Siddle a doubtful starter for Christchurch

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‘No-ball situation is getting tough for umpires’ – Lehmann

Peter Siddle is in danger of missing the second Test in Christchurch after Australia’s coach Darren Lehmann declared that Siddle would “have to bowl pretty well in the days leading up” to the match to convince the selectors of his fitness. Siddle suffered back spasms during the second innings in Wellington and the short turnaround ahead of the second Test, which starts on Saturday, leaves him in serious doubt.

Siddle bowled only eight overs in the second innings, all before tea on day three; he was off the field for the next session and although he fielded on day four, he was not required to bowl. Should he be unavailable Siddle’s control would be missed by the Australians, after he picked up 3 for 37 in the first innings and helped to build the pressure with his consistent line and length.

“If he’s not 100% he won’t play – that’s what we do,” Lehmann said of Siddle. “We’ll wait and see how he pulls up in the next couple of days and he’d have to bowl pretty well in the days leading up. We’ve only got an extra day leading up now, so he’ll have to recover pretty quickly. But we’ll just wait and see.”

It is not the first time this summer that Siddle has struggled with back spasms; a similar problem afflicted him during the day-night Test against New Zealand in Adelaide in November. James Pattinson would likely get the nod if Siddle is unavailable in Christchurch, although after suffering shin soreness in January, Pattinson also needs to prove his fitness, given the selectors overlooked him in Wellington due to concerns over whether he would last the match.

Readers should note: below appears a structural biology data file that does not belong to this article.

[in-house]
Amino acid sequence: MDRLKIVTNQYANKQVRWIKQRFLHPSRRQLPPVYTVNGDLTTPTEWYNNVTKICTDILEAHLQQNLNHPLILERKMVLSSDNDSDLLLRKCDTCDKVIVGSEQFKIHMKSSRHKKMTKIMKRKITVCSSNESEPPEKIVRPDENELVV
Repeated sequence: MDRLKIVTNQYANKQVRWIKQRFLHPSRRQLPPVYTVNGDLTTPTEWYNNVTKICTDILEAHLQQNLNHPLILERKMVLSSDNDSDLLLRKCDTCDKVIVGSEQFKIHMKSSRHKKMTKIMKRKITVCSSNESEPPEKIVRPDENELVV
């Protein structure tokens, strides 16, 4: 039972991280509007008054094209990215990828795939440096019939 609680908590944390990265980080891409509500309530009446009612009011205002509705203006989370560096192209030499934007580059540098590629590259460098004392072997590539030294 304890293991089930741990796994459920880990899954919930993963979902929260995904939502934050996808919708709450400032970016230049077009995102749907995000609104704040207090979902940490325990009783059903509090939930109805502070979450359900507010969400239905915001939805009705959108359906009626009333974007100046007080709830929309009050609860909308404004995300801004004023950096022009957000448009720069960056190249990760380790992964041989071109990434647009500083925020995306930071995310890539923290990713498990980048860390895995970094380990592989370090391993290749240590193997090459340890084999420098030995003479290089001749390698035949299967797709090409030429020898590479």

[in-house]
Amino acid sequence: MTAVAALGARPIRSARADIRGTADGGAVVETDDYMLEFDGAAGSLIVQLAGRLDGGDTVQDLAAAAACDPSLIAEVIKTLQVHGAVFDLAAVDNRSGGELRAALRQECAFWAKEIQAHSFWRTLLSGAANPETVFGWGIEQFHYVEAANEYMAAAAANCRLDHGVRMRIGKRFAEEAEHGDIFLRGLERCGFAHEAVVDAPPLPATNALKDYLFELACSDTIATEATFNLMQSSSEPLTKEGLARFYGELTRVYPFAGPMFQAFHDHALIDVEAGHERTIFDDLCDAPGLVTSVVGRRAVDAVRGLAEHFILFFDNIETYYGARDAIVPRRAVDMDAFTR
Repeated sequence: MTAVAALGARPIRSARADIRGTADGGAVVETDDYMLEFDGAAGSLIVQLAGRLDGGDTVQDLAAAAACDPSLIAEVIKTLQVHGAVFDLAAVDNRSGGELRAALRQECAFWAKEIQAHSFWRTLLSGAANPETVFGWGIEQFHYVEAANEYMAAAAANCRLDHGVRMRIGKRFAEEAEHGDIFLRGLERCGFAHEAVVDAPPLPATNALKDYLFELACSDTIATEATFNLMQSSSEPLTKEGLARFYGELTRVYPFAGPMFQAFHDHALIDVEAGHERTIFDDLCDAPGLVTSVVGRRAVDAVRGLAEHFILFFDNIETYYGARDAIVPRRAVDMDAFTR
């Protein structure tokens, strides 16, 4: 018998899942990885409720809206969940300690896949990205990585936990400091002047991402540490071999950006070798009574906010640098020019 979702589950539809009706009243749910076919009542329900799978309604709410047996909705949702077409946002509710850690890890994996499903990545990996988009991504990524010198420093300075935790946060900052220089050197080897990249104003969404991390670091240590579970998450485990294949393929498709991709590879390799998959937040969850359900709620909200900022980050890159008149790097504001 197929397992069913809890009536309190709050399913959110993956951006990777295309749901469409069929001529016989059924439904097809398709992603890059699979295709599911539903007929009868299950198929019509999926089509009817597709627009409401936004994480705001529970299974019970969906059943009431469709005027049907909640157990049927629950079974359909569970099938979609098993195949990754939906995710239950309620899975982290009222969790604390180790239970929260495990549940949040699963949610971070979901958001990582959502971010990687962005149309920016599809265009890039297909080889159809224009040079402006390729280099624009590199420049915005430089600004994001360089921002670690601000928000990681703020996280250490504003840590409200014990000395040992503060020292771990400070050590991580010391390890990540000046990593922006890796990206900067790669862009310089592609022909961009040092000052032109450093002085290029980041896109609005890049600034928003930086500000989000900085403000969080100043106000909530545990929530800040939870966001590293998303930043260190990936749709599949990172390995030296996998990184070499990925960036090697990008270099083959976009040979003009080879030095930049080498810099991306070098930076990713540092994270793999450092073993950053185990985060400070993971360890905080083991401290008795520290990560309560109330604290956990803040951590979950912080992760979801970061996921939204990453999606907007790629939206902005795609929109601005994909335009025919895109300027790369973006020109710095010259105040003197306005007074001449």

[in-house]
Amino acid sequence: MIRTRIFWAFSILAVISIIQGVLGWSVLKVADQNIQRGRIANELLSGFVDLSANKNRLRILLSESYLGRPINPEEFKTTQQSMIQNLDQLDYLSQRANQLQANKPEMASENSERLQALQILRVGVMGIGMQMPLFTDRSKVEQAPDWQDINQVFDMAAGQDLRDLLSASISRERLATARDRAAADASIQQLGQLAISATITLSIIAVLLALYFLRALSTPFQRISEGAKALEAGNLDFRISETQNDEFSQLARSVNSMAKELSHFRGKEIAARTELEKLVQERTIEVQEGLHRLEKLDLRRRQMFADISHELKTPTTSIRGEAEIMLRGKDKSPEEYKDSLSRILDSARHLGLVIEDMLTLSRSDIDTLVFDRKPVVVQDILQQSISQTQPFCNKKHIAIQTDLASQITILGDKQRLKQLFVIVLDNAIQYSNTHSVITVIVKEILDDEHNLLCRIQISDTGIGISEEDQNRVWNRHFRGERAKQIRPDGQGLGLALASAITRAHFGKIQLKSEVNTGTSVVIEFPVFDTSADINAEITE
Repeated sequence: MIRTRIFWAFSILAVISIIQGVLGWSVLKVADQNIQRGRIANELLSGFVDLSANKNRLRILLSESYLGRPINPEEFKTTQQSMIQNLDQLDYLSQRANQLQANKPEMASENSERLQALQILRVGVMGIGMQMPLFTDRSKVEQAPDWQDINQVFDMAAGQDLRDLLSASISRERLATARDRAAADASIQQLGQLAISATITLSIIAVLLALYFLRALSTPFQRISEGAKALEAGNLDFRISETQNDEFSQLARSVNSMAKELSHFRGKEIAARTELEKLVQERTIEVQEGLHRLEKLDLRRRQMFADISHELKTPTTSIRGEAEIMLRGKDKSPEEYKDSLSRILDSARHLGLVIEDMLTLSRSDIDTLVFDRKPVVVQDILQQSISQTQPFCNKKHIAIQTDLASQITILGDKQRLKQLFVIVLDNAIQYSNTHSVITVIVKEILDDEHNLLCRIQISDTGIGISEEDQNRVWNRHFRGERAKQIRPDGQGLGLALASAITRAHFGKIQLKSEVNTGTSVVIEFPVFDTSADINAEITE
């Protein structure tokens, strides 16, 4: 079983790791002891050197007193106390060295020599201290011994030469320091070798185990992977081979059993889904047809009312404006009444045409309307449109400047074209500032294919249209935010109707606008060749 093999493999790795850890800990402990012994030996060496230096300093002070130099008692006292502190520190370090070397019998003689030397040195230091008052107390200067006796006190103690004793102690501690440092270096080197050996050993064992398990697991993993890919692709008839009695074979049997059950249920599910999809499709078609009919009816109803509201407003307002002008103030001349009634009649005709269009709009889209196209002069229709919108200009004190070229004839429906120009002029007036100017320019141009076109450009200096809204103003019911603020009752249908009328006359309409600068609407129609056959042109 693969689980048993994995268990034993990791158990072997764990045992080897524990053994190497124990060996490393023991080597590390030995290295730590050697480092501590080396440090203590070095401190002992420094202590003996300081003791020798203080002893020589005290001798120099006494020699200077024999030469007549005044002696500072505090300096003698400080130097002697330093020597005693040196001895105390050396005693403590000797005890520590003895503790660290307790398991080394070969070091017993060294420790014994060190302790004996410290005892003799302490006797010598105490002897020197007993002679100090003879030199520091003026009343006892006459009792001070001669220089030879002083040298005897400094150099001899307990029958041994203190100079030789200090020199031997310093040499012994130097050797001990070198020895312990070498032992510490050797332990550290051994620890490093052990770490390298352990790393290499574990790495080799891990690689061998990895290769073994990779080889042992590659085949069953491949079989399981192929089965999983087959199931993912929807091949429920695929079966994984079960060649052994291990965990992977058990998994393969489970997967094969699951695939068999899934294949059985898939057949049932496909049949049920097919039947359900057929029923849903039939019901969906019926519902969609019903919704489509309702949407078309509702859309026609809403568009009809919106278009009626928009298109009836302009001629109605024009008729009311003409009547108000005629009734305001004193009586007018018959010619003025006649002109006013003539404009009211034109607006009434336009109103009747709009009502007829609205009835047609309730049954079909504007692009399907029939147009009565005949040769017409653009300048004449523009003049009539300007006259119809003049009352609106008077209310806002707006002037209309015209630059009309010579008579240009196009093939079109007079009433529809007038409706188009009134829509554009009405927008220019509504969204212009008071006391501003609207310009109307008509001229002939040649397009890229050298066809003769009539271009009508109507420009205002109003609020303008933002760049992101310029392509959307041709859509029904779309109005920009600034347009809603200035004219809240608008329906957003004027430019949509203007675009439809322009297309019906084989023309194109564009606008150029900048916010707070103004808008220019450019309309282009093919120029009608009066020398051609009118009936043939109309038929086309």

Lehmann said that Pattinson was “pretty close” to being ready and the captain Steven Smith said after the win in Wellington that Pattinson appeared to be tracking well to be available for Christchurch. The only other bowling option in the squad is the uncapped Chadd Sayers. Jackson Bird, who took only one wicket for the match and alternated between too short and too full in the first innings, will be hoping for another chance.

“I thought he got better throughout the game,” Lehmann said of Bird. “He was a bit short and a bit wide and bit nervous in the first innings, as you would be having not played since Durham in 2013. So a little bit of nerves but he got better as the game went on which was good for him.”

Bird’s first-innings figures of 0 for 52 from 10 overs stand out given the success of the other bowlers as Australia skittled New Zealand for 183 inside 50 overs. Lehmann said that while there was something in the pitch for Australia’s bowlers early on day one they had still done well to keep New Zealand to such a low total, and he was pleased with Australia’s own strong batting effort.

“You knew what we were going to come up against and the type of wickets we were going to play on,” Lehmann said. “Obviously New Zealand it’s very similar to England I suppose, it had plenty of grass on it but it played better than it looked. I thought it wasn’t a bad wicket, to be fair.

“It didn’t do as much as we thought. I thought we bowled really well and maybe New Zealand let us in there with a couple of shots. I don’t think it was a 183 wicket, to be perfectly honest. We just bowled in really good areas. We were up in the air whether we would bat or bowl first. It was only just at the toss the captain decided to bowl first. Right call in the end.”

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Source: ESPN Crickinfo

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